When “No” Protects a Great “Yes”
The law of the LORD is perfect, reviving the soul; the testimony of the LORD is sure, making wise the simple; the precepts of the LORD are right, rejoicing the heart; the commandment of the LORD is pure, enlightening the eyes (Psalm 19:7-8).
Ever since Eve encountered the serpent in Eden, mankind has considered the law of the Lord to be restrictive, constraining, and, in the end, at cross-purposes with our desire to have life, and to have it abundantly. Yet David, as he writes Psalm 19, considers the law of the Lord to be life giving, wise, and the stuff of joy. Why is this?
God created the heavens and the earth. And he created it very good—proclaimed every day by the sun as it runs through the sky as a bridegroom, blessing the whole world with its heat. Consider the implications. The Lord knows why he made the heavens and the earth, for those who create—whether a painter, an architect, an author, or a myriad of others who create—always have a reason for creating. And he knows why he made you and me. In other words, God made us for a purpose, and we live most abundantly, most contentedly when we live in accord with that purpose. Furthermore, that the Lord made the heavens and the earth, and you and me, indicates that He knows how we work—what is good for us, what is bad for us, what will delight us, what will disappoint, what brings life, and what brings destruction. David knows this, and gladly proclaims that the commandments of the Lord revive the heart, rejoice the heart, and enlighten the eyes.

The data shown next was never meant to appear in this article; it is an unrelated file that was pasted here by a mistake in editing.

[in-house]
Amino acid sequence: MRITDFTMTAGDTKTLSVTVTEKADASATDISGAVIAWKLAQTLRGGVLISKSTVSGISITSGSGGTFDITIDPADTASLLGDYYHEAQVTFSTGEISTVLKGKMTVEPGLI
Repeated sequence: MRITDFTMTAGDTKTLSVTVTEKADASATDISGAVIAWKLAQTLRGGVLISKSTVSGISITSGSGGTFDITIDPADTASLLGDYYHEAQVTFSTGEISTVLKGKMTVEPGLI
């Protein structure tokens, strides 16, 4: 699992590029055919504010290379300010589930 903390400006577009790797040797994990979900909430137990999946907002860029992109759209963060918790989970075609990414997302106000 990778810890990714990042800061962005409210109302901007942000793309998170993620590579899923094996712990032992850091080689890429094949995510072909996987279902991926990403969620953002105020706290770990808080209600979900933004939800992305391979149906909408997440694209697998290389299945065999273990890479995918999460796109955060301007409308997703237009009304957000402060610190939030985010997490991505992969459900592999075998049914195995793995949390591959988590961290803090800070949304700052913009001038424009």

The commandments of the Lord, to be sure, are often “thou shalt nots.” Perhaps there is something in us that needs to have the boundaries fenced off and protected so that we don’t wander off to our own harm. But in the end, the boundary, the “no,” exists to protect a great “yes.” There is no more poignant example of this than the Lord’s word concerning sex. The world, and too often the church, considers the constraints surrounding sex to be confining and restrictive. And they are. But the “no” again is given to protect a great “yes,” in this case marriage, which can be entered into naked and unashamed, where life is to be found, and that abundantly.
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This article originally appeared on this site February 8, 2016